Pubdate: Thu, 18 Mar 2010
Source: Red Bluff Daily News (CA)
Copyright: 2010 Red Bluff Daily News
Author: Geoff Johnson


CORNING - The attorney for Tehama Herbal Collective  owners Ken and
Kathy Prather intends to fight a medical  marijuana storefront ban by
arguing the city's policy  is unconstitutional.

The Prathers, cited numerous times for operating  without a use permit
and operating a medical marijuana  collective despite a temporary city
ban on medical  marijuana cooperatives and collectives, intend on
continuing the struggle.

"We're just going to keep fighting because we believe  what we're
doing is right," said Megan Prather, the  22-year-old daughter of the

Attorney Bill Panzer said he would be submitting the  collective's
legal defense Wednesday.

Panzer said the defense would revolve around the  difference between
the collective and operations that  sell marijuana for profit.

Suits brought against medical marijuana operations have  succeeded
because those operations were explicitly  commercial and never
supposed to be enabled by Prop.  215, he said.

"In a true patient association, not an over-the-counter  pot store,
but a patient association, basically, people  can get together and do
jointly what they do  individually," Panzer said.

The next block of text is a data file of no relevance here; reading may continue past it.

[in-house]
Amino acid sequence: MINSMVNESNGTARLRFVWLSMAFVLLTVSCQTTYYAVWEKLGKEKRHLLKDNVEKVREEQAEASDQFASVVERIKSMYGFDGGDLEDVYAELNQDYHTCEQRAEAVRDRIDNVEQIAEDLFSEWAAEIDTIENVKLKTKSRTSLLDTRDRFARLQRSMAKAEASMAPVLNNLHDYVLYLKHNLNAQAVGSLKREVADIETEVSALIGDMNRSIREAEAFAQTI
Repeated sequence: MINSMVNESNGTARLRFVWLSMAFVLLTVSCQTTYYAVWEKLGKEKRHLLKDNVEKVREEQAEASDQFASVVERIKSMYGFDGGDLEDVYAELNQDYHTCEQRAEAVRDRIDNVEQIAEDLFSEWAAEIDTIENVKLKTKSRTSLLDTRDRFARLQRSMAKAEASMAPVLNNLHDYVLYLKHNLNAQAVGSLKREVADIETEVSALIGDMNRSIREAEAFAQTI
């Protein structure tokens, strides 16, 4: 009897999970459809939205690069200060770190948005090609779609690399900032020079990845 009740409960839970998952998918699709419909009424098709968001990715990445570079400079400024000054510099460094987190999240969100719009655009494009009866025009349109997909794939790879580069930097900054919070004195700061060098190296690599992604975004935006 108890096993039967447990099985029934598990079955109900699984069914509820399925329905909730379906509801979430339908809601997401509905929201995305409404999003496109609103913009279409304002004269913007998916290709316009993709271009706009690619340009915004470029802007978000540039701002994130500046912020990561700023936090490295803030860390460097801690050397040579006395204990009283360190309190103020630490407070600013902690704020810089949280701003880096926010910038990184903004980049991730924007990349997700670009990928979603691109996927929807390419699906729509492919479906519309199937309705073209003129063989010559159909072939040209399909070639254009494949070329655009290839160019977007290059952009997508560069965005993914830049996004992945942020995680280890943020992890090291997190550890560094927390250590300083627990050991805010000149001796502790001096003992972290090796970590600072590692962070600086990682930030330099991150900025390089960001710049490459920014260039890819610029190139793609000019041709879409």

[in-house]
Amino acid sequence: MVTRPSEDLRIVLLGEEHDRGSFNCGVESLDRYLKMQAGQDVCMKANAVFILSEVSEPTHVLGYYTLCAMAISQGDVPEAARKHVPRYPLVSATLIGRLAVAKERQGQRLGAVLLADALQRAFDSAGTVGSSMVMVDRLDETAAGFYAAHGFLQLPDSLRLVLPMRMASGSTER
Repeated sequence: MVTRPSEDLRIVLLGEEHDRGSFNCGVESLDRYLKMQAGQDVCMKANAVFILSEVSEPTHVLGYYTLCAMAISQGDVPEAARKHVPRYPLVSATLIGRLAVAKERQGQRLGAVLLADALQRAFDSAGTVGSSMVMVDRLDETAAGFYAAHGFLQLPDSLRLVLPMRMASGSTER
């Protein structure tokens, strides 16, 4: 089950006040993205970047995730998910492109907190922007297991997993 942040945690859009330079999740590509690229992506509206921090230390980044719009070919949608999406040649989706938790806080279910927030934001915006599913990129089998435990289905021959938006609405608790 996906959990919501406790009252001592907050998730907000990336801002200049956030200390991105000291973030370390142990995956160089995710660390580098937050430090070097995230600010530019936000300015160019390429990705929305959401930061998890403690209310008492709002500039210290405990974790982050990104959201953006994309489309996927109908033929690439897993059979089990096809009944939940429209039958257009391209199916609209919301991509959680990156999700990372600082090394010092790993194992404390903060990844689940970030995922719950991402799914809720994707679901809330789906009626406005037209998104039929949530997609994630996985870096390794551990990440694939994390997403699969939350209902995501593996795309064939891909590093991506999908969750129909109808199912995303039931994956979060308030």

By banning associations as a whole, the city is also  banning
individual associations, and by extension is  infringing on freedom of
expression, he said.

The Oakland attorney likened the idea behind Tehama  Herbal Collective
to a household collectively paying  for a pizza delivery. If  one
person takes cash from the others to pay the  delivery man, and then
shares the pizza with others, it  does not make him a pizza
restaurant, Panzer said.

"It's kind of a new theory, but also, there are very  few dispensaries
that are following this model," he  said.

The collective is not listed on the IRS Web site as a  recognized
501(c)3 non-profit. Nor is it listed in the  California Attorney
General's online database of  charities.

But that kind of registration should not be required  just because a
group of growers and patients happen to  be exchanging medical
marijuana and money, Panzer said.

"There's no sales going on, nobody's selling," he said.  "It's an
equitable contribution because what's being  cultivated by the
association is for the association.  We're talking pure socialism here."

That can be a loaded term, Panzer said. But legally  speaking,
commercial medical marijuana groups are  exactly what California law

The city, however, does have the right to impose  "reasonable time,
place and manner" restrictions,  including a requirement for a use
permit, he said. 
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MAP posted-by: Richard Lake